Hakka cuisine is a relatively unknown cuisine from the New Territories but it originated in Northern China and made its way south as the Hakka people migrated. Hakka uses a predominance of pork along with a wide variety of dried and preserved ingredients. Fried pork with fermented bean curd is a favourite New Year dish in Hong Kong. Other favourites include sliced pork with preserved mustard greens, salt baked chicken and tofu soup. You will also find Hakka embrace offal and dishes such as braised chicken's blood or pig's brain stewed in Chinese wine are common.

A more familiar cuisine is from Peking originating from the imperial courts of northern China and said to be fit for an Emperor. Peking food is flamboyantly presented and often extremely rich and spiced using coriander, peppers, and garlic. Noodles, bread and dumplings are commonly served with some traditional restaurants still demonstrating the art of noodle pulling in front of the diners. The most famous dish however is the legendary Peking duck, which is an elaborate dish, prized for its crispy skin. The duck is coated with a mixture of soy sauce and sugar and then air dried to retain the crispiness. The meat and skin are served wrapped in thin pancakes along with spring onion, radish and plum sauce. Generally Peking food is heartier and richer than Cantonese food with peppers, coriander, garlic and ginger used in dishes that keep the body warm. Another dish that is found in Peking cuisine is beggar’s chicken. This consists of a whole chicken stuffed with mushrooms, pickled Chinese cabbage, herbs and spring onions, which is then wrapped in lotus leaves sealed in clay and then baked for 24 hours. The clay is broken by the guest of honour at the table to reveal what in reality is anything but a beggar’s meal.

The spiciest food comes from the Sichuan cuisine using the fiery Sichuan chilli. The influence of Burma and Tibet, which border the region, can be seen in the dishes creating some of the hottest dishes in China. Garlic, ginger, coriander, chilli paste, peppercorn and various spices all fire up these dishes, which are simmered and smoked rather than stir-fried. The most famous dishes are pan-fried Sichuan prawns, sour and peppery soup and smoked duck which is seasoned with peppercorns, ginger, cinnamon, orange peel and coriander, marinated in rice wine, then steamed and finally smoked over camphor wood and tea leaves. Noodles and steamed bread are often preferred to rice.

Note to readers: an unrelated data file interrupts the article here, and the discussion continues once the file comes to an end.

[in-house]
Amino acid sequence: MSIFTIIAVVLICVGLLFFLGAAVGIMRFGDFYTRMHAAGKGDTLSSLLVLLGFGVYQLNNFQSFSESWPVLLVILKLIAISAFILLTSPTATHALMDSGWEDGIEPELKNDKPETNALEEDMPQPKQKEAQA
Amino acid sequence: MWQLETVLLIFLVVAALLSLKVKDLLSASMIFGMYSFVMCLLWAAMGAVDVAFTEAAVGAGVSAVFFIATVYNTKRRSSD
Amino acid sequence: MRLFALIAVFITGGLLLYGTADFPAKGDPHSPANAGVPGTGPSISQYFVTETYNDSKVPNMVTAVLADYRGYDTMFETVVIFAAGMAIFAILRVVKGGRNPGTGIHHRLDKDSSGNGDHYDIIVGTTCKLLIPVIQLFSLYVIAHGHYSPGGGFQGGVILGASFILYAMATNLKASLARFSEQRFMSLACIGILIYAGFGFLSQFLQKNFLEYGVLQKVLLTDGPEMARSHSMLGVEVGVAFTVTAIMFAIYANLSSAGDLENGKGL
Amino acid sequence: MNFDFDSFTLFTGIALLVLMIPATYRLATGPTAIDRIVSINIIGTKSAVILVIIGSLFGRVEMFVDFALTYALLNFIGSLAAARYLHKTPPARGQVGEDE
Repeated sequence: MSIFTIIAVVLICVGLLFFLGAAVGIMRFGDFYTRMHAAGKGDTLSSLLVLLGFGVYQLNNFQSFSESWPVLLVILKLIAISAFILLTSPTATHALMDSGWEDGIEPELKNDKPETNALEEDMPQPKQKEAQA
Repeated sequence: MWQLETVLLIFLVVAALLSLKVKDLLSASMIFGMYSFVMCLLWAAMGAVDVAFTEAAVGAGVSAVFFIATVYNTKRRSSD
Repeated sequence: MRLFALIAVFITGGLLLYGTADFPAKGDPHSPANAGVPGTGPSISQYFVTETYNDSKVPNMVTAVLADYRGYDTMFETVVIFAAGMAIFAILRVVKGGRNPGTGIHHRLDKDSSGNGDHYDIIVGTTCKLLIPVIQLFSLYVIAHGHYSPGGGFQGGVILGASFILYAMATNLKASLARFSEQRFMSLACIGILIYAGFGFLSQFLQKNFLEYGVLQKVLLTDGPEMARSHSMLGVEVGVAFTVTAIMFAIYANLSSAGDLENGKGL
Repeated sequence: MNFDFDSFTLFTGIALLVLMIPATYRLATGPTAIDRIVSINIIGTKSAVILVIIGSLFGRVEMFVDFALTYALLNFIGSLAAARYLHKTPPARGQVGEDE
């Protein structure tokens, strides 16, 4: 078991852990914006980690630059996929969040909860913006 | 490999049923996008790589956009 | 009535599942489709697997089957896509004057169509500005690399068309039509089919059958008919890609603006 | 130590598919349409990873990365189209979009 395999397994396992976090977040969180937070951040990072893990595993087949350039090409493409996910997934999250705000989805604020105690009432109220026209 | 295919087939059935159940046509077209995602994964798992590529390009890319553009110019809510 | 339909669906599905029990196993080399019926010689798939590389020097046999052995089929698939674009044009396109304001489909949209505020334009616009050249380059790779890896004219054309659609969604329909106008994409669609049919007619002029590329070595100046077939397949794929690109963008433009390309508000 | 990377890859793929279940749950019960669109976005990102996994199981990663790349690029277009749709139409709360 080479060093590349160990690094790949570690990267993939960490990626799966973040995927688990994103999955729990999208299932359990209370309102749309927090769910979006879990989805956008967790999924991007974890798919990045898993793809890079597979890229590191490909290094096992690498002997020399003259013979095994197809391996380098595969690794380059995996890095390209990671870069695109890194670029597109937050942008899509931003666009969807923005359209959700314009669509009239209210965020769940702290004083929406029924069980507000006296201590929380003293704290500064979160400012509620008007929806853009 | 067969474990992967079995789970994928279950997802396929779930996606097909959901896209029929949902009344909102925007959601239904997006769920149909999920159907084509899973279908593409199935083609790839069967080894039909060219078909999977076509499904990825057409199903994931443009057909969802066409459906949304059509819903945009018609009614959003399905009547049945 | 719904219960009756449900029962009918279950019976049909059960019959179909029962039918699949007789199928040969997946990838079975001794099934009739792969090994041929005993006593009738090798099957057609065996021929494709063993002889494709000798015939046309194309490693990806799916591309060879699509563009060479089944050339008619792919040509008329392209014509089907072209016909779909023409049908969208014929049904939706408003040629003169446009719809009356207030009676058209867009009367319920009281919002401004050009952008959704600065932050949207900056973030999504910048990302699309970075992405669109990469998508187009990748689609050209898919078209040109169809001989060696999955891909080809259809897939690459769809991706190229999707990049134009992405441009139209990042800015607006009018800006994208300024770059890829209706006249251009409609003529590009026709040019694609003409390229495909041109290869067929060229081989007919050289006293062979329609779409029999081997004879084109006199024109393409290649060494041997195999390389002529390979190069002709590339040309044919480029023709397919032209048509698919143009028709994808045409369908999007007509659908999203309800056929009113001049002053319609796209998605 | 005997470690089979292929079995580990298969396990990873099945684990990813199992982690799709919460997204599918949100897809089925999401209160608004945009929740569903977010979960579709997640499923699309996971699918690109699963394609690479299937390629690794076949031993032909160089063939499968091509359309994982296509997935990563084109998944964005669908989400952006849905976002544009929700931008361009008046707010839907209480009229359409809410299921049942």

Hunan cuisine is very similar to Sichuan cuisine but is often spicier and contains a larger variety of ingredients due to the high agricultural output of the region. Chilli, garlic and ginger are balanced by the use of honey with sweet and sour dishes characteristic of the region. Hunan is landlocked and as a result absorbs a lot of the cuisine of its neighbours and so is often regarded by many as the culinary centre of China.  Notable dishes include hot and spicy chicken, sweet and sour chicken, orange beef and desserts such as cassia flower cakes and lotus seeds in sugar candy.

The cuisine of China is rich and varied due the geographical and climate differences between the regions. Northern China experiences extremes of cold so hot and spicy food proliferates in order to increase circulation and keep the body warm. In the South the climate is much warmer so milder cooler dishes are preferred to prevent overheating. This is where the yin and yang or balance of Chinese cuisine emerges with the aim of creating a happy and healthy state for the body. The Chinese believe in the power of both positive and negative energy with too much of either creating an imbalance in the system and leaving the body open to disease. Yin represents the positive energy and foods which belong to this group are known as ‘cold food’. These are foods such as melon, bean sprouts, soybean, mung bean, cucumber, coconut, cress, bananas, clams and oysters which if eaten excessively can cause stomach aches, dizziness or diarrhoea. Foods that belong to the Yang or negative side also known as ‘hot food’ add balance to the yin side. These include such foods as chilli, garlic, ginger, onions, beef, turkey, pineapple, mango, aubergine and peanuts. Over indulgence in this group is thought to result in gas, indigestion, skin complaints and constipation.

The Chinese do not place much faith in nutritional balance in their diet but concentrate more on the balance of yin and yang. High importance is put on freshness and flavour and if the yin and yang are in harmony then the belief is that your body will be in harmony too. Food is about choice and moderation in everything, an idea that perhaps the Chinese understand and something that we should at least look at in the West. In Hong Kong the discerning diner has a vast choice and although everything will not be to your liking by rolling that dice you can take a chance and occasionally those sixes will come rolling back to you.